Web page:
Rust’s ownership system makes it easy and safe to create a zero-copy parser that takes a slice of bytes as input and outputs some structure containing references to the original input. Rust ensures that such references exist only while the underlying slice cannot be mutated.

As a concrete example say we have a &[u8] containing “3foo3bar3baz4quux” and want to parse it into vec![“foo”, “bar”, “baz”, “quux”]. This is easily accomplished by defining a couple of nom parser combinators:

       many0!(map_res!(length_value!(ascii_num, rest), str::from_utf8))

       map_res!(map_res!(take_while!(is_digit), str::from_utf8), usize::from_str)

fn main() {
    let input  = b"3foo3bar3baz4quux";
    let expect = vec!["foo", "bar", "baz", "quux"];
    let output = strings(input).unwrap().1;
    assert_eq!(expect, output);

In real-world use the input slice may contain only partial data, for example “3foo3bar3baz4q”, in which case the parser will return IResult::Incomplete. Or it may contain multiple messages, e.g. “3foo3bar 3baz4quux”, and the parser will return the parsed results plus the remaining bytes.


If we’re reading data from the network into a fixed-size buffer which is passed to the parser then we must copy any partial or remaining bytes somewhere else before the next read overwrites them. When more data is received it can be appended to the existing data and passed to the parser again.

Copying is expensive so we should parse directly from the input buffer whenever possible and only copy when there is existing data that the input must be appended to. Here is a Buffer type containing a Vec to store these partial or remaining bytes:

pub struct Buffer {
    vec: Vec<u8>

impl Buffer {
    pub fn new() -> Buffer {
        Buffer {
            vec: Vec::new(),

    pub fn buf<'a: 'b, 'b>(&'a mut self, more: &'b [u8]) -> Buf<'b> {
        if self.vec.is_empty() {
            Buf::Empty(&mut self.vec, more)
        } else {
            Buf::Some(&mut self.vec)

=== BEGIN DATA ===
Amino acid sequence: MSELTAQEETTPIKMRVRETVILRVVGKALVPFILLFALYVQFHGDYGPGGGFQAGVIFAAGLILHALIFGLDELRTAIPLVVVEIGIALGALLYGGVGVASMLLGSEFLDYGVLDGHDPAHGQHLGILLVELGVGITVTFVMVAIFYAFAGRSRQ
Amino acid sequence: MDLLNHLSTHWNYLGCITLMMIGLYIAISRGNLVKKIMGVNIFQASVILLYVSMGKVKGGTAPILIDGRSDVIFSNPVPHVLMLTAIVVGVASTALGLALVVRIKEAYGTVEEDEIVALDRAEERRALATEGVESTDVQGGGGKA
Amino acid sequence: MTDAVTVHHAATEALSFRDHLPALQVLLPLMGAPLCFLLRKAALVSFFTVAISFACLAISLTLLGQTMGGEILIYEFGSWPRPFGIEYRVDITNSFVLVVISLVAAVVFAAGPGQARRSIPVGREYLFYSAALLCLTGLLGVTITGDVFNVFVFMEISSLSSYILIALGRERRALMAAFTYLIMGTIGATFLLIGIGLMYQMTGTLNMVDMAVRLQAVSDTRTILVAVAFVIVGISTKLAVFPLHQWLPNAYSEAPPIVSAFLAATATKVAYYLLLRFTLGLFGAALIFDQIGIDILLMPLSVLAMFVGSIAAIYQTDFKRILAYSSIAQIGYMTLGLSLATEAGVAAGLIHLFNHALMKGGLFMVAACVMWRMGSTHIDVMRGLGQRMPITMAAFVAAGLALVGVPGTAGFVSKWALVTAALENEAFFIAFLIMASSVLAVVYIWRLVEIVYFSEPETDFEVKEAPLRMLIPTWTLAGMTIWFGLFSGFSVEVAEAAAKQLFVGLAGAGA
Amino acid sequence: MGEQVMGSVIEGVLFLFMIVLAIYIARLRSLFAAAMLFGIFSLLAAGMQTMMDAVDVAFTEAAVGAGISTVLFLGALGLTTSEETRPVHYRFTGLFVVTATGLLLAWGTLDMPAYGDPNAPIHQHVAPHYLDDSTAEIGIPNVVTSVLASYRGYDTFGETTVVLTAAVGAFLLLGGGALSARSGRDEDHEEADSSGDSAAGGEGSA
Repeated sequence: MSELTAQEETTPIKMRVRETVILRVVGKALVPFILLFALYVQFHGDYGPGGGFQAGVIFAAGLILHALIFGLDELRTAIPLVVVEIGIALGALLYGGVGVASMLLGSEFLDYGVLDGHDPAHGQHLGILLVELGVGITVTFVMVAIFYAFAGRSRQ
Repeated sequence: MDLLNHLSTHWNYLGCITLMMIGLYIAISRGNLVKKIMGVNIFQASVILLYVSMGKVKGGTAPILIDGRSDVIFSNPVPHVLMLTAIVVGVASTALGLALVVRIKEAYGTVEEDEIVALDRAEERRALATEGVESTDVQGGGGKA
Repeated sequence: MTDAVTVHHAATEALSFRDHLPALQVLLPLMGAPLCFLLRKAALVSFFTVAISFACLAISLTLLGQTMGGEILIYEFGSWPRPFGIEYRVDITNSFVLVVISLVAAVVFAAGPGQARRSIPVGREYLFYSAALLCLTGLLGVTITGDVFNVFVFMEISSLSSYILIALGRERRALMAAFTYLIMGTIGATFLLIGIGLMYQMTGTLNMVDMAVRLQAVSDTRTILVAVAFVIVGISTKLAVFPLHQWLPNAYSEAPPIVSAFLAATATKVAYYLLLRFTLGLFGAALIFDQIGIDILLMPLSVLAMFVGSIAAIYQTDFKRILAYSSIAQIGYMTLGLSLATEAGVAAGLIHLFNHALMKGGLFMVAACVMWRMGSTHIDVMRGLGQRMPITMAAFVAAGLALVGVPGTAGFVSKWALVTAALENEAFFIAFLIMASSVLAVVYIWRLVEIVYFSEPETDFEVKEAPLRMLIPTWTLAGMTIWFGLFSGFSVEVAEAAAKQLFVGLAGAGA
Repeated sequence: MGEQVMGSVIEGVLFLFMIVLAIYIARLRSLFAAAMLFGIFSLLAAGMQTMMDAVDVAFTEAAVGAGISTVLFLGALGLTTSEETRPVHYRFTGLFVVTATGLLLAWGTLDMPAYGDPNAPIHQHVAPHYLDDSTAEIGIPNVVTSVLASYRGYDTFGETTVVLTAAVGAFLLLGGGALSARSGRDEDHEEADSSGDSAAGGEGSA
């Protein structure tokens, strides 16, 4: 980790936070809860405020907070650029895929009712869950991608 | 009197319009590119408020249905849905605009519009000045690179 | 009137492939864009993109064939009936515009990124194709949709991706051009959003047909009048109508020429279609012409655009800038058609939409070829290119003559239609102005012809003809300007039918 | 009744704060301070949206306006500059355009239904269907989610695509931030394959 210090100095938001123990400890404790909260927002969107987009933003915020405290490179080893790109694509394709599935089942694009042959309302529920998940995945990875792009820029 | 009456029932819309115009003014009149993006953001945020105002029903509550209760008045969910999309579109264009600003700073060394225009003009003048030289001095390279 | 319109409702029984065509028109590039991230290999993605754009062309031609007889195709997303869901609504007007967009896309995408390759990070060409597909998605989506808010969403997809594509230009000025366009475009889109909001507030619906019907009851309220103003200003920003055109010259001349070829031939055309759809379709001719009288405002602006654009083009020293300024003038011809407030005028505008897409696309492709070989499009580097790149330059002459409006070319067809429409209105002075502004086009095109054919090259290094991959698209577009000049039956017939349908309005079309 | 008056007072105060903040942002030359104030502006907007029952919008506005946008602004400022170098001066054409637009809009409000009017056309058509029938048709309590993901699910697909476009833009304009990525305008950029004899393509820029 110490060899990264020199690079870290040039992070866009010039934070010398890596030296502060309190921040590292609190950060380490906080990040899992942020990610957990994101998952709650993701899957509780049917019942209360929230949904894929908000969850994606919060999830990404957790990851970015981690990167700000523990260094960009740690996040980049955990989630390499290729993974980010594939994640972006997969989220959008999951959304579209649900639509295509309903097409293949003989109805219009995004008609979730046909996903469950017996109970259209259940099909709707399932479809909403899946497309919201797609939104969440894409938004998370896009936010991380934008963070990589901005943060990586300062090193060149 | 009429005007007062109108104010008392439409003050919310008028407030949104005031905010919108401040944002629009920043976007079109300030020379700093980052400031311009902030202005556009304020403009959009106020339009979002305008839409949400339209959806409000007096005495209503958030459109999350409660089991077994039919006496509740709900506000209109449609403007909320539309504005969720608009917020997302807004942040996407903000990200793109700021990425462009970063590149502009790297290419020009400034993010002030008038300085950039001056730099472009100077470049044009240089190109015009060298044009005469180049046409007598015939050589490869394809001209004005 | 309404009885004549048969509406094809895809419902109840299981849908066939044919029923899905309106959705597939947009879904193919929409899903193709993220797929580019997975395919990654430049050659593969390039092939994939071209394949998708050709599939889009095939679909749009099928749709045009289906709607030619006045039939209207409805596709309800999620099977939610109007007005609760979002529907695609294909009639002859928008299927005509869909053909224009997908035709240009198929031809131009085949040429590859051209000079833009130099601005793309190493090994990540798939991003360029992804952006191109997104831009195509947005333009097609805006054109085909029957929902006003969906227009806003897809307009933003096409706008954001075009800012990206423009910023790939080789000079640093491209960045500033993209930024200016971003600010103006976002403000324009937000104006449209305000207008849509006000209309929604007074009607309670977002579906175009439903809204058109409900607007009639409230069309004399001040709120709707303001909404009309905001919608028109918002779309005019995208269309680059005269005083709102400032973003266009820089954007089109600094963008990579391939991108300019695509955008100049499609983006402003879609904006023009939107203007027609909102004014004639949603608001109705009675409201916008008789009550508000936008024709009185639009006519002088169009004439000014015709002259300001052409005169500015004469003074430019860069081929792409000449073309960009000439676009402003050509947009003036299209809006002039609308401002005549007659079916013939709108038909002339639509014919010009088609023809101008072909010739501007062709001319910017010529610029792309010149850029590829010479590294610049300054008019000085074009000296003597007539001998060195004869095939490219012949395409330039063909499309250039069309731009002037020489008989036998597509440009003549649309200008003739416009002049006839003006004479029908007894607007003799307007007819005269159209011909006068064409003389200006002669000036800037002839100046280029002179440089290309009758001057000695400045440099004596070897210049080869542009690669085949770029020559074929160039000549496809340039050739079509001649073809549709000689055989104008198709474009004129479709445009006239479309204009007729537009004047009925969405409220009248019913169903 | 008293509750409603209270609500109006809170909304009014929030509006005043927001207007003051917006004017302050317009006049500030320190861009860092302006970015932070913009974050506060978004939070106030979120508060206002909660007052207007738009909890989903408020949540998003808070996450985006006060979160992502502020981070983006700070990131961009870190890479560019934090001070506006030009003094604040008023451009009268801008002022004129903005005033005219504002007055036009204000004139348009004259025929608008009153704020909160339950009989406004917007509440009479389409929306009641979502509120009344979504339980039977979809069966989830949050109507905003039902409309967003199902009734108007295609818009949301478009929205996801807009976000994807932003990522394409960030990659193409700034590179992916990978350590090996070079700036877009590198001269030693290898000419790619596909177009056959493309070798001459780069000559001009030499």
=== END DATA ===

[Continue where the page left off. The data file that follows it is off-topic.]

The buf(..) method is called with a reference to the input buffer and returns a Buf that can be passed to the parser as a &[u8] via the Deref trait. The lifetimes (<‘a: ‘b, ‘b>) are a bit gnarly because the compiler must be told that the returned Buf has the same lifetime as the input buffer which may be shorter than the lifetime of the Buffer.

When no partial or remaining bytes have been buffered the Buf simply dereferences to the input buffer directly. However when the internal buffer is not empty the input buffer is appended to it and the Buf dereferences to that larger buffer.

use std::ops::Deref;

pub enum Buf<'a> {
    Empty(&'a mut Vec<u8>, &'a [u8]),
    Some(&'a mut Vec<u8>),

impl<'a> Buf<'a> {
    pub fn keep(&mut self, n: usize) {
        match *self {
            Buf::Empty(ref mut vec, more) => {
                let n = more.len() - n;
            Buf::Some(ref mut vec) => {
                let n = vec.len() - n;

impl<'a> Deref for Buf<'a> {
    type Target = [u8];
    fn deref(&self) -> &[u8] {
        match *self {
            Buf::Empty(_, more) => more,
            Buf::Some(ref vec)  => &vec[..],

When parsing is complete the keep(..) method of Buf is called with the number of bytes that have not been consumed. Those bytes are retained in the internal buffer for use later.


Here is an example parse function that uses Buffer:

fn parse(buffer: &mut Buffer, b: &[u8]) -> Option<Vec<String>> {
    let mut buf = buffer.buf(b);
    let mut res = None;
    let mut len = buf.len();

    if let IResult::Done(rest, vec) = strings(&buf[..]) {
        res = Some(vec.into_iter().map(str::to_owned).collect());
        len = rest.len();


fn test_partial() {
    let mut buffer = Buffer::new();
    let input  = b"3foo3bar3baz4q";
    let expect = vec!["foo", "bar", "baz", "quux"];

    let res = parse(&mut buffer, input);
    assert_eq!(None, res);

    let res = parse(&mut buffer, b"uux").unwrap();
    assert_eq!(expect, res);

Note that parse returns an optional Vec of String not &str. The lifetime of the return value is longer than the lifetime of the Buf so a copy is necessary. Additionally the call to buf.keep(..) may shrink the buffer, invalidating any references to its contents.